Trio of snow storms forecast this week |

Trio of snow storms forecast this week

Seth Lightcap/Sierra SunA snowboarder heads down Squaw Valley USA's Mountain Run after last week's snow storm. Three storms are forecast to dump up to 4 more feet of snow on area resorts this week.

The storm door is open, and this week area ski resorts are forecast to get the thick blanket of snow they’ve been praying for.

Three cold snow storms are lined up and predicted to blow through Tahoe-Truckee, dumping up to 2 feet of snow at lake level.

As much as 4 feet of snow could fall at higher elevations by Friday.

After light snow tapers off Monday from the first system, a colder, stronger storm is expected to start Monday night and continue well into Tuesday, leaving behind a foot of snow at lake level with 2 feet of powder in the mountains.

Light showers on Wednesday will give way to a second storm expected to pass over the Sierra Nevada on Thursday and Friday, which forecasters say will likely also drop a foot of snow at lake level and more on area peaks.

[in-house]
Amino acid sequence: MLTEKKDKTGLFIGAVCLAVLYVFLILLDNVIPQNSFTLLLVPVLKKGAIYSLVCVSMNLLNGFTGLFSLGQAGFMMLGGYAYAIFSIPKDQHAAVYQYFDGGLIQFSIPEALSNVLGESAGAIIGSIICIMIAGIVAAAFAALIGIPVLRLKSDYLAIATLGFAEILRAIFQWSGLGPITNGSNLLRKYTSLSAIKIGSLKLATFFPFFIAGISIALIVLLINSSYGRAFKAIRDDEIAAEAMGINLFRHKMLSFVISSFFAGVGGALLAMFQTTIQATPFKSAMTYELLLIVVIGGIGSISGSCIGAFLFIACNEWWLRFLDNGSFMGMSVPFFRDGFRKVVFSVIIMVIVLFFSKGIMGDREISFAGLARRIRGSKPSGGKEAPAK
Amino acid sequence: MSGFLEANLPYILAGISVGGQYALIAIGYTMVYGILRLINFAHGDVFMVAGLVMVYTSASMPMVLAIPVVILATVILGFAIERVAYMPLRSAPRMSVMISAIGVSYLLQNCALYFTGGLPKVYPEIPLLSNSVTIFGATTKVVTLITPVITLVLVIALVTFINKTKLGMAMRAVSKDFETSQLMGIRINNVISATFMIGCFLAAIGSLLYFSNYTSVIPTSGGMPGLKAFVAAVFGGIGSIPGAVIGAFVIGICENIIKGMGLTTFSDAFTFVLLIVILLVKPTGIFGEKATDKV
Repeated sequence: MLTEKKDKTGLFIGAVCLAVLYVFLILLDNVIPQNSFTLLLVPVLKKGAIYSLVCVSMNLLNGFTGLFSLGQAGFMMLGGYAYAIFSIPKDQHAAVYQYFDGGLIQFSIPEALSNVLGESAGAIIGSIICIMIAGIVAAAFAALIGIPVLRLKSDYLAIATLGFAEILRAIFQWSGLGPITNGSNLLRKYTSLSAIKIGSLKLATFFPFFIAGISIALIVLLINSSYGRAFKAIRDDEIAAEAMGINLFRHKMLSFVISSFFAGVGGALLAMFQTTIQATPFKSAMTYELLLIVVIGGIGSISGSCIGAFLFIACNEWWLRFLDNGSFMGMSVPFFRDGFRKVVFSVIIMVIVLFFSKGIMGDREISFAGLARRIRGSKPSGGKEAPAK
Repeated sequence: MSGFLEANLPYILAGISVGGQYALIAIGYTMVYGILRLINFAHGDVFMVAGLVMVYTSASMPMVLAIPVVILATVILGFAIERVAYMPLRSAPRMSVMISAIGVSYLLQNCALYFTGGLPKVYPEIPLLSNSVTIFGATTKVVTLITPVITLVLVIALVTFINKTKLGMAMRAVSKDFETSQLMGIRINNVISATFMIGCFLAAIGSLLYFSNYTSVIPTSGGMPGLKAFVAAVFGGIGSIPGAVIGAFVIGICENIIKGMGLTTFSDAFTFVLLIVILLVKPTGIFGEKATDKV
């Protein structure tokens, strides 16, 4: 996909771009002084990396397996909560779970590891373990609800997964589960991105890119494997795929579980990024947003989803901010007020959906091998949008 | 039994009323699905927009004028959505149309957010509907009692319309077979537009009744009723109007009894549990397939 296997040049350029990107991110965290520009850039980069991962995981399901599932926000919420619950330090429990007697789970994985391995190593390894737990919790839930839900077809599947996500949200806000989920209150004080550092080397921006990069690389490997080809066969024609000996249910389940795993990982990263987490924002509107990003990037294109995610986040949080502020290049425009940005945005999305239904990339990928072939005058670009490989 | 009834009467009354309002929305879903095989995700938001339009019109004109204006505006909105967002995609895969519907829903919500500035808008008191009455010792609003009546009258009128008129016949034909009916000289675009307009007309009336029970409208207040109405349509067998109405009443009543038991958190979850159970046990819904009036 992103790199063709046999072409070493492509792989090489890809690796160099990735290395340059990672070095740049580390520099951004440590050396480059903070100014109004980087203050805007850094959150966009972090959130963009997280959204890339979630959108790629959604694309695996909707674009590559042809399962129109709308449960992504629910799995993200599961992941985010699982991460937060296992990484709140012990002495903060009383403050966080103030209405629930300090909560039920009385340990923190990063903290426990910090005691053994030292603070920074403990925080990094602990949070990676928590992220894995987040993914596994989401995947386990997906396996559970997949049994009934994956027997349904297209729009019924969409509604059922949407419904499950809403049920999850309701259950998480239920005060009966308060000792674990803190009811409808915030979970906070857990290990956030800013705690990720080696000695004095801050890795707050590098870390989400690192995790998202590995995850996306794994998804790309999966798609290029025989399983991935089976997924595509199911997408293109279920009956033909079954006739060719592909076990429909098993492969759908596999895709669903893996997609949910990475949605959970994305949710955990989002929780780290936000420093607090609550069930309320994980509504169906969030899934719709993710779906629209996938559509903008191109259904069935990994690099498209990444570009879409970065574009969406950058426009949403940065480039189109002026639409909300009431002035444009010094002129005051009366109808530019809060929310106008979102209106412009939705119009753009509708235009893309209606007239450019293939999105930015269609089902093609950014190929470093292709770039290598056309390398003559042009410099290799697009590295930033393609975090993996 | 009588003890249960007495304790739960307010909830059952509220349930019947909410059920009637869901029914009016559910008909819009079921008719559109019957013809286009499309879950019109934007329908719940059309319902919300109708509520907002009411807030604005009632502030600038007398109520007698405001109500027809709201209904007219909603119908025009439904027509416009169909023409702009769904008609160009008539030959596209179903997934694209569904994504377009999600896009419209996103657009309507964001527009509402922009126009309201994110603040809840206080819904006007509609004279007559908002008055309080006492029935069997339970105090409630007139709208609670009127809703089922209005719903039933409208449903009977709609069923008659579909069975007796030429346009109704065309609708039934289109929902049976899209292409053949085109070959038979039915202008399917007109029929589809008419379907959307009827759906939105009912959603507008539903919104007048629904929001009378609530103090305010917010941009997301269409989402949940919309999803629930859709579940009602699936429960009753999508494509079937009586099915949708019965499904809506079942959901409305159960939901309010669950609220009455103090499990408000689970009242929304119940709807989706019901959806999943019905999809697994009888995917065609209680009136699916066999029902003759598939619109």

After a dry November where storms were blocked by a ridge of high pressure, the area is now in the storm path, meteorologists said.

“We had a ridge of high pressure, and once it moved, the door opens,” said Scott McGuire of the National Weather Service office in Reno.

“It’s definitely going to be a very active week next week,” said McGuire.

All three storms are riding a system heading southeast, dropping down from the Gulf of Alaska.

While temperatures warmed up this weekend, the storms’ cold front will settle the air temperature back down to the low 30s during the day, and lower 20s at night.

National Weather Service models show more disturbances likely to sweep through the Sierra later in the week, with clearing not expected until Friday.

Forecasters are also tracking a fourth storm system that could reach the area before Christmas, but are uncertain of its strength or path.

“As we all know with these systems, the trajectory and the timing all make a difference with the snowfall totals,” said McGuire.

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